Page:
EU plans no retaliation over mainland car probes
European Commission says it is keeping close watch on 'anti-monopoly' campaign that has led to fines and price cuts at top European brands
The European Commission plans no retaliation over China's probe of carmakers that has slapped Europe's biggest marques with fines and demands for price cuts that industry watchers say smack more of protectionism than promoting competition.
In its first official word on what Beijing terms "anti-monopoly" investigations, the European Commission told the South China Morning Post it would follow developments closely and take up issues with Beijing if needed.
German car giants Audi, Mercedes-Benz and BMW were among the first companies named in a series of investigations launched earlier this month into foreign carmakers that have since snagged Chrysler from the United States and Japanese luxury marques Lexus and Infiniti.
"We remain in close contact with EU industry and will not hesitate to take issues up with our Chinese counterparts through the relevant channels wherever warranted," the commission said in response to questions from the Post.
But it stopped short of criticising the probe and said it did not believe that China's anti-monopoly powers were being misused.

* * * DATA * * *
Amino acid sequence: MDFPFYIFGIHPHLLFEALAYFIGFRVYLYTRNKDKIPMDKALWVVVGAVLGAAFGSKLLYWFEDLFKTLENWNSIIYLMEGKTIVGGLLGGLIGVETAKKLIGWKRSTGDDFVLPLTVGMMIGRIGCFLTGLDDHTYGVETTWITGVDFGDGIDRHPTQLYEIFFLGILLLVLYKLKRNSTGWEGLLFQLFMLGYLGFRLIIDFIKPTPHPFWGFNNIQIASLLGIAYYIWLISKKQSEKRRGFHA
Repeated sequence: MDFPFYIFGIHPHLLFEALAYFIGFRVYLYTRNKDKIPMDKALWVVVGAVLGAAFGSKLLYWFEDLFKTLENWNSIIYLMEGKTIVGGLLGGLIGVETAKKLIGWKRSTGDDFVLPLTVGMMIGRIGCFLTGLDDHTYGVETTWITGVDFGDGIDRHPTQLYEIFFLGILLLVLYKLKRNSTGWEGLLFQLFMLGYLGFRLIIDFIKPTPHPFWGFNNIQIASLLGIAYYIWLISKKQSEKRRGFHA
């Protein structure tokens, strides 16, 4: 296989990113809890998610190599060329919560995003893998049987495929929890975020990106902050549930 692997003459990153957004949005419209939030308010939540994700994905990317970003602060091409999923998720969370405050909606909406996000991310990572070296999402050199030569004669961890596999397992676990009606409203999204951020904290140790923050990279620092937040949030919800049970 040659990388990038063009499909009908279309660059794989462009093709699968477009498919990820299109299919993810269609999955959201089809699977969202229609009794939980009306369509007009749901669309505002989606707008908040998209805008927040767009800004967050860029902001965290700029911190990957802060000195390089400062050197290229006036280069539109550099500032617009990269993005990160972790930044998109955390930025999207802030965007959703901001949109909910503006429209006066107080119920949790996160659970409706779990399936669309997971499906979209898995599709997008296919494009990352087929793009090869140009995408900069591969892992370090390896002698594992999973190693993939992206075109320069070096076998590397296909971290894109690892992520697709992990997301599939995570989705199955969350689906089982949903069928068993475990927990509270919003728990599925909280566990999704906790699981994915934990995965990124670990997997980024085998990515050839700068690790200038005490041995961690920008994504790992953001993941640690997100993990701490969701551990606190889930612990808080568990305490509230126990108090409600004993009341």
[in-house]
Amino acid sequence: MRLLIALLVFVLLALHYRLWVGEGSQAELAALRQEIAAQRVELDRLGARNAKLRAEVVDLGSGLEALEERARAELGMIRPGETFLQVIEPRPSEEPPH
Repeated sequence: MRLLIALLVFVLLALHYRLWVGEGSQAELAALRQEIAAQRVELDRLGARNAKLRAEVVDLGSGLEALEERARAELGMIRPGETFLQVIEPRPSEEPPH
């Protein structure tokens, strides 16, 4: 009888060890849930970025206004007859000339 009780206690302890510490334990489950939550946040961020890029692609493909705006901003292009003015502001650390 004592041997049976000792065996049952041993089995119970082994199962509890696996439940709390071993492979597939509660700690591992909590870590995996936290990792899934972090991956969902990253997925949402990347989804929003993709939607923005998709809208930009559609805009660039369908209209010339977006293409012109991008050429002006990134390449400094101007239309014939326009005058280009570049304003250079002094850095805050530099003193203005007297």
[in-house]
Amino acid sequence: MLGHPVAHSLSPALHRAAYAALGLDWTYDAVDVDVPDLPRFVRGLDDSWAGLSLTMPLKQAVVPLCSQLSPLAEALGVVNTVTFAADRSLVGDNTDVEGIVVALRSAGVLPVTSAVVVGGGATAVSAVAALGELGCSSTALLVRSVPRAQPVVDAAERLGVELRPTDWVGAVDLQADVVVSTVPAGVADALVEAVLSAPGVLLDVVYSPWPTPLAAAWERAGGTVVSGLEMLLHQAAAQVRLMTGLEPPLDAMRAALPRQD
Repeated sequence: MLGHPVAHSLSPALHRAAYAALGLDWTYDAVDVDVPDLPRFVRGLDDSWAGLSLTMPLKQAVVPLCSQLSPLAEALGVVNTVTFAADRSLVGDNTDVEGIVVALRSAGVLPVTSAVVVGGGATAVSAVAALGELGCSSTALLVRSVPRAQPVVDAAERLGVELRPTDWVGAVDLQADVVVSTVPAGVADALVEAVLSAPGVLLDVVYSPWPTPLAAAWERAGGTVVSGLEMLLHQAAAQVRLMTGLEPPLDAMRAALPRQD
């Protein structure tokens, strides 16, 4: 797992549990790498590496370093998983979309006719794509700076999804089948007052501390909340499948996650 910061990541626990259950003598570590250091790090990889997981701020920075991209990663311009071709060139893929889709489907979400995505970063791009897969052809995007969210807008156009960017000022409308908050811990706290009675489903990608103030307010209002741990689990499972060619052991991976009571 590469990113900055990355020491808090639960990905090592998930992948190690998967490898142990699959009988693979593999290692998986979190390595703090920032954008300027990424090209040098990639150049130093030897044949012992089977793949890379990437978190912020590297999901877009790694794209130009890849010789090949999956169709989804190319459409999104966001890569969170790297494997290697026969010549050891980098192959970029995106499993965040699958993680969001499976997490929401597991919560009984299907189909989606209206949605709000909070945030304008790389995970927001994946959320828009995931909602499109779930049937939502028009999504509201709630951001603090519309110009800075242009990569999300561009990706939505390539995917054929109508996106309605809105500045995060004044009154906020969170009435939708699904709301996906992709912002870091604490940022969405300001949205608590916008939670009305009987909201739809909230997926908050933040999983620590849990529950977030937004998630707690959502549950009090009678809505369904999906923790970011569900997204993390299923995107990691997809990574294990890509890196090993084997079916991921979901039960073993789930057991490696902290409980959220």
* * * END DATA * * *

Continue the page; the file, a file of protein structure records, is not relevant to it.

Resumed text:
"The EU does not believe that the Chinese authorities will use the anti-monopoly law improperly," it said.
The commission's position is in stark contrast to the European Union Chamber of Commerce, which slammed the crackdown in a strongly worded statement issued in Beijing last week.
"The European chamber has received numerous alarming anecdotal accounts from a number of sectors that administrative intimidation tactics are being used to impel companies to accept punishments and remedies without full hearings," the statement said, adding that some investigated firms said they had been advised by the authorities not to challenge probe findings.
"Competition law should not be used as an administrative instrument to harm targeted companies or serve other aims, such as administratively forcing price reductions," said the chamber, which represents 1,800 member companies in China.
Audi, BMW and Mercedes-Benz have announced price cuts in the wake of the announcement of investigations. Toyota Motor Corp has followed suit, announcing price cuts on spare parts for its Lexus brand in China.
The move came a day after Beijing fined 12 Japanese car parts makers a record 1.2 billion yuan (HK$1.5 billion) for price-fixing.
Chinese media reports last week said Audi could face a fine of 250 million yuan. Audi said it would accept a penalty, making the announcement before the investigation had officially ended.
Xinhua reported this week Mercedes-Benz had been found guilty of price-fixing. Daimler, which owns Mercedes-Benz, declined to comment, saying the investigation was still continuing.
The issue is unlikely to be taken to the World Trade Organisation, which has oversight of global trade disputes. It has no specific role in dealing with international competition issues.
Competition rules were part of the original Doha development agenda that was subsequently dropped by WTO members.
The Chinese authorities say they are not unfairly targeting foreign companies in a bid to protect domestic producers.
The National Development and Reform Commission says it is investigating possible antitrust violations across the entire car industry. The China Daily newspaper has put the number of companies under investigation at more than 1,000, including domestic producers.